We recently relocated to an area of South Carolina known as the Lowcountry. As such, we’ve been busy building tons of new relationships — reliable providers for home maintenance, cool places to shop and eat, and local business contacts for banking, networking, office support and other fun stuff.
It’s all frankly a bit overwhelming, and I’ve found myself struggling to remember who’s who. Which pest control company did we decide to use? What was the name of the architect we both liked?
Fun tip from Captain Obvious: Here’s where being memorable matters in your branding.
The days are long gone when being memorable meant being at the top of an alphabetical list in the phone book (the logic behind naming your business A1 Plumbing or AAA Ace Locksmiths for those of you who don’t know what a phone book is).
Every third business down here is Lowcountry XYZ or ABC of Hilton Head (even when they’re literally miles from the island, but that’s another rant). Using a geographic reference as a differentator is useless when pretty much every competitor is doing the same thing.
A few quick shout-outs to businesses that got it right:
The Arbor Barbers of the Lowcountry — Highly visual word play plus rhyming? Be still my heart. Notice how they snuck in the geographic reference but didn’t make it the focus.
Beachside Construction — Ho-hum, you say? Then you discover the owner’s name is Nick Beach. And his service area is a beach community. Extra kudos for his “pride of ownership” URL: builtbybeachside.com.
Dean Custom Air — The population of Bluffton, SC has nearly doubled in the past decade, with many newcomers (like us!) relocating from states with vastly different weather. That means we know jack about how the southern heat and humidity impacts our home’s cooling system. Dean’s radio spots get immediate attention because the lead off with, “New to the area? We’re not!” A simple, effective way to show you know your audience.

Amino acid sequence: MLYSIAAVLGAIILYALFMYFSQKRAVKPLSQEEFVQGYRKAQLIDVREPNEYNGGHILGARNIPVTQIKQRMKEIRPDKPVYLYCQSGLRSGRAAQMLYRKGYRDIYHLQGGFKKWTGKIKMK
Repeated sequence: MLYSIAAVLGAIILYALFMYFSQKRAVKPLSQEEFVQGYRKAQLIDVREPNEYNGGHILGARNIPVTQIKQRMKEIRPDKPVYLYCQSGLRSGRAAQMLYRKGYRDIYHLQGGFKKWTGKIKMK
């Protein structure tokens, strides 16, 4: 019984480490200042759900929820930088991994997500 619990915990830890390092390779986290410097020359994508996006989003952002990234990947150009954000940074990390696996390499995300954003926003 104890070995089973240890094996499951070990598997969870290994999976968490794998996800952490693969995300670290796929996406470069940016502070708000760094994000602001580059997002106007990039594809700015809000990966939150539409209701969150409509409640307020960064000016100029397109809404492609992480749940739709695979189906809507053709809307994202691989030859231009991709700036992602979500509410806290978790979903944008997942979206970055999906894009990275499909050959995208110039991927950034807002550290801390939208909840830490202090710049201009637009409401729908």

Low Country Shrimp and Knits — This sly connection to a ubiquitous southern dish nicely reflects the owner’s cheeky personality and upbeat brand voice. It’s also memorable enough to not be eclipsed by the inclusion of lowcountry in the name.
And two non-local bits of genius from the branding archives:
Jack of all Shades — He’s a painting contractor. His name is Jack. Enough said.
Lino Richie — UK flooring contractor Richard McKinlay really leans into the pun with his tagline: “Is it me you’re looking “floor”.
Massive respect to people who know branding. That’s why my 30-second introduction at networking meetings sounds like this:
“Hi, I’m Lisa Fahoury of Fahoury Ink, a content marketing agency. Clearly I’m not a branding expert, since I took the world’s hardest to spell, pronounce and remember name and I named the company after it. Trust me, NOBODY comes to us for branding. But they DO come to us for kickass copywriting.”
I like to think that makes us memorable.